Mami is 16 years old now and is being treated for epileptic psychosis at Tamale Teaching Hospital She pulls down the left shoulder of her screen-printed dress to show deep scars on the shoulder blade. Her left ear is mangled; the lobe tattered and hanging loosely. Her injuries are self-inflicted; when she hears voices she throws herself at walls to get them to stop.

Seven years ago, when Mami first started exhibiting unusual behaviour, her family thought she was just misbehaving, says Fatawu. The severity of her symptoms increased until they realized she needed medical treatment.

“We thought it was jokes [but] it came to a time, we had to send her to the hospital,” says Fatawu.

Psychiatric drugs in Ghana

Some of the drugs prescribed to psychiatric patients at the Tamale Teaching Hospital.

When Mami first became sick, the family sent her to a hospital in Bolgatanga, about 150 km north of Tamale. A private hospital, her treatment cost over 3,000 GHC ($1,500 CDN). To pay the hospital fees, the family had to sell off property and rely on remittances paid from siblings in Accra.

“We sold everything, just to take care of her,” says Fatawu.

Mami needs around-the-clock attention, to prevent her from injuring herself or others. Fatawu is the sole caregiver, because his mother and father are too busy to help. Staying at home as come at a personal sacrifice to Fatawu.

“It’s even effected my education,” he says. “I was attending [the Tamale Islamic Senior High School] … but because of the sickness, I must come home to take care of her.”

Mami’s epilepsy is treated as a psychiatric illness because of the stigma attached to her behaviour, explains community health nurse David Agyarwa. He says poor understanding of mental health issues stops patients from getting treatment.

“Most people think that when somebody suffers from mental illness it is due to sin an individual committed or the individual is demon possessed,” says the native of Accra.

Agyarwa says there is a great need for psychiatric care in Tamale, yet the hospital does not have a ward. Today he’s conducting interviews in examination room 52; an overcrowded room that houses urological, pediatric and orthopaedic appointments on different days of the week.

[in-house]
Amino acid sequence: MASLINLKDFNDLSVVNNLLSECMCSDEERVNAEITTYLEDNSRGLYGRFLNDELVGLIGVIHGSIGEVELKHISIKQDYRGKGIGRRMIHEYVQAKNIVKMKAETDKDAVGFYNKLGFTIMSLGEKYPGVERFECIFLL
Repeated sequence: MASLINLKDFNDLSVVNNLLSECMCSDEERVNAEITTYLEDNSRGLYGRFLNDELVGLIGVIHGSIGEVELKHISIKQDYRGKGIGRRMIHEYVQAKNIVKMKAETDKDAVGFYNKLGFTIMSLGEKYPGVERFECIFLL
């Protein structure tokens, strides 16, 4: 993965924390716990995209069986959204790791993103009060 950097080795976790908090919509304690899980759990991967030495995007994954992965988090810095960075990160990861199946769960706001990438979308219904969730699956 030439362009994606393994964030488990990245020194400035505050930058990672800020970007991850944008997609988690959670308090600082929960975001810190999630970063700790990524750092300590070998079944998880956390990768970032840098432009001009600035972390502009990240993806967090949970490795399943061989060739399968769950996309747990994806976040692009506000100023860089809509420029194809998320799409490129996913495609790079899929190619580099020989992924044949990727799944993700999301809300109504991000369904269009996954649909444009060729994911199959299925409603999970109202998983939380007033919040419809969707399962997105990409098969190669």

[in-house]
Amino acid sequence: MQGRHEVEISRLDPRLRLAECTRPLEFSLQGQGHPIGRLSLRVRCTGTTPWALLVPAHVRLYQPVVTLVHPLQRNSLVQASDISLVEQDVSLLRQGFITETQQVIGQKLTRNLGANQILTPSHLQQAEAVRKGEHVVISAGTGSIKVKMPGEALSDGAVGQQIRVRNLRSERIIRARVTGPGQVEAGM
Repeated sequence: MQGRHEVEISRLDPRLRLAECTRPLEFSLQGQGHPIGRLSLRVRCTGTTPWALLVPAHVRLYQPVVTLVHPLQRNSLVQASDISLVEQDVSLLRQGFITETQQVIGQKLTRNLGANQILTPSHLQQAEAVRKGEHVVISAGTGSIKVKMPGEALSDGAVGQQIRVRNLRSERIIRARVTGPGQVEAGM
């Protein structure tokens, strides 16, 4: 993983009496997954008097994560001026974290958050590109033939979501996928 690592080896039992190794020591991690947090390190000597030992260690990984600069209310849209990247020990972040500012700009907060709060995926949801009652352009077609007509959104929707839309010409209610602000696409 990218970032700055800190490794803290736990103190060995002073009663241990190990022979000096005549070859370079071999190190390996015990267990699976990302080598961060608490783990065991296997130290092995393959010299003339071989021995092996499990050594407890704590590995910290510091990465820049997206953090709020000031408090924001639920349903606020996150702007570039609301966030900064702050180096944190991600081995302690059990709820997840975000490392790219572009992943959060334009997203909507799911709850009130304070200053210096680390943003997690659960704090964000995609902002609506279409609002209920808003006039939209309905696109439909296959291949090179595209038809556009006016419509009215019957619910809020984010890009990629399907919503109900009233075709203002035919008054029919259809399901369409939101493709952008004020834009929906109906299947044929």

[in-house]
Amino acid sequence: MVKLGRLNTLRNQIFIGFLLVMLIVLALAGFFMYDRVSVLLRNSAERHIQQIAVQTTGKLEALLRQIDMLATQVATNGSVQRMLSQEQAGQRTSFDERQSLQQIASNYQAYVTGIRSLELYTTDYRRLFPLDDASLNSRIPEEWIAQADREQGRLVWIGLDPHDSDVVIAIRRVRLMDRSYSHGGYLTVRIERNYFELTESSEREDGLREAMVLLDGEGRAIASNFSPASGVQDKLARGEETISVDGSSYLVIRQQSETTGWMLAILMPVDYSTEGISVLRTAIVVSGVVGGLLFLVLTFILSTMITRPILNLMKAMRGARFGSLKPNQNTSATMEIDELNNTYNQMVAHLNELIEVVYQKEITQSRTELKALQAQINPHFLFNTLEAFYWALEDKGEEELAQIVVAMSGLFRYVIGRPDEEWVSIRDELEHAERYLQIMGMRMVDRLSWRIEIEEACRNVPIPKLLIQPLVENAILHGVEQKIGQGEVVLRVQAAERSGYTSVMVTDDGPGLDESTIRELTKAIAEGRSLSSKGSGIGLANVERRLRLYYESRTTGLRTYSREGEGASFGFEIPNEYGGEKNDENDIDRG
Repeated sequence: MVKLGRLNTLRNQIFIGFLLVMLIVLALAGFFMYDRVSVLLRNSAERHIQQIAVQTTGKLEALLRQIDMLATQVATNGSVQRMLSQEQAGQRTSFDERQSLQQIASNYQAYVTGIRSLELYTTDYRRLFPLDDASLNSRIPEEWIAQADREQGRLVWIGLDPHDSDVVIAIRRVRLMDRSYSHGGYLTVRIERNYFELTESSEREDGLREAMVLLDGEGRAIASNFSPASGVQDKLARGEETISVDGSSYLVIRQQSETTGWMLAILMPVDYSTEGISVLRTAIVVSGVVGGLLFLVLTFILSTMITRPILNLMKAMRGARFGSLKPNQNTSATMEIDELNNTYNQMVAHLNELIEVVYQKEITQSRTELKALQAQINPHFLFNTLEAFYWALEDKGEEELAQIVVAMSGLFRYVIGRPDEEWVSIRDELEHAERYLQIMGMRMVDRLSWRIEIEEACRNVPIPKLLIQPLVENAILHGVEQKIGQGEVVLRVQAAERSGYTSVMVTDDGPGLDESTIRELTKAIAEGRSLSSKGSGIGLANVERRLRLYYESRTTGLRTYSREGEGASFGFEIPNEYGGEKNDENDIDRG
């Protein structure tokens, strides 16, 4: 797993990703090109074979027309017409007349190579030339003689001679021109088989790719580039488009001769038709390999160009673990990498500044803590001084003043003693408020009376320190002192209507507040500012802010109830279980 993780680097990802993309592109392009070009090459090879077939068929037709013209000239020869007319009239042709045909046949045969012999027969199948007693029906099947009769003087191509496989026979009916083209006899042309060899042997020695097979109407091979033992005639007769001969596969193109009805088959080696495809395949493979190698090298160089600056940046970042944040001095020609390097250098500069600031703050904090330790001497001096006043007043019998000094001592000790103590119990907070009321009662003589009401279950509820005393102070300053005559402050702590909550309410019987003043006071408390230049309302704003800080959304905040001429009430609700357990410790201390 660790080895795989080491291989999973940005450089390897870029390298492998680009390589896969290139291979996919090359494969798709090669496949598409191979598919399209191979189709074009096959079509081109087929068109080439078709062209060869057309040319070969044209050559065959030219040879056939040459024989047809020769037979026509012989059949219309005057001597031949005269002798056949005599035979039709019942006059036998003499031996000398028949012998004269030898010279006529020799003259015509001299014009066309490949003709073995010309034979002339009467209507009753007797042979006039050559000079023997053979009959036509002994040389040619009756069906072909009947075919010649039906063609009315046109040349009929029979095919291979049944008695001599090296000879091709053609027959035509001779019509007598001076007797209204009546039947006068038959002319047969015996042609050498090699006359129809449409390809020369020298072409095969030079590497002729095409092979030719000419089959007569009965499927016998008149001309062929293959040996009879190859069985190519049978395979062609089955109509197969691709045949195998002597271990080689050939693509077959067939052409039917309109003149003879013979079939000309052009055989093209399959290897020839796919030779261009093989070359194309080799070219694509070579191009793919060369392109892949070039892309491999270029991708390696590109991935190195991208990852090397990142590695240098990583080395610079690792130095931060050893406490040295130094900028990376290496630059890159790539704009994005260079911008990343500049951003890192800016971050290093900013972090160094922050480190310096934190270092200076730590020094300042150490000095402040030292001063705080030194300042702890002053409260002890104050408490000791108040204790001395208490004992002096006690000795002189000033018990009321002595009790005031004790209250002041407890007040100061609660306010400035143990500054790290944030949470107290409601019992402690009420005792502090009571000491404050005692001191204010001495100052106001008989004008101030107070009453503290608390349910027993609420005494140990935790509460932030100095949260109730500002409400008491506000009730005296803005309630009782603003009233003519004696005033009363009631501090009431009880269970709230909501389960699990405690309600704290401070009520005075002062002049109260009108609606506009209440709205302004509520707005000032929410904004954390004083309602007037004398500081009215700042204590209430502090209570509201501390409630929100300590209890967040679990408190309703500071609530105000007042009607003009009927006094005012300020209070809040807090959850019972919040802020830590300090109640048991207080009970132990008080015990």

“We are compelled to sit at any place [in the hospital] that we can get and do our [patient] history taking,” he says.

Agyarwa says this is problem for psychiatric patients with delicate temperaments. Also, if appointments are conducted in open waiting areas, it violates patient privacy.

The Tamale Teaching Hospital unveiled a new wing on April 30, with maternity, intensive care, neo-natal, radiology and surgical wards, but no provisions for psychiatric care. The $54 million CND building took two years to build and was funded by the Dutch and Ghanaian governments.  Psychiatric patients will be housed somewhere in the new facility, says the hospital’s public relations officer Gabriel Nii Otu Ankrah.

“Because of the importance we attach to psychiatric care, the space will be created for them in the new building, temporarily,” says Ankrah. “[But] the original plan didn’t include space for the psychiatric unit.”

The Ghanian government is prioritizing mental healthcare after the March 2 passage of the country’s Mental Health Bill. The bill promises to de-centralize treatment from the three mental hospitals in southern Ghana, to community hospitals across the country.

Unaware of the government’s new mandate on mental healthcare, Fatawu is simply grateful for his sister’s new course of treatment. Mami hasn’t had a psychotic attack for one week, he says.

“Now it’s good [since] we started coming here, collecting the drugs,” he says. “Now [the illness is] no more [affecting] her, so now she is free.”

Growing mental health awareness in Malawi calls for more trained medical professionals

About half of the world’s population resides in a country where there is one psychiatrist or less to serve 200,000 people on average, according to the World Health Organization (WHO).

However, in Malawi, there are only two psychiatrists and two psychologists who are registered with the Medical Council of Malawi and serving a country of over 13 million people.

Without access to trained mental health care professionals, the mental health issues facing Malawians remain largely untreated and access to mental health facilities with trained professionals is arduous.

“The situation for mental health in Malawi is something that really requires a lot of attention,” says Dr. Chiwoza Bandawe, one of the registered clinical psychologists in Malawi, on the topic of the 1 to 6 million psychologist to patient ratio.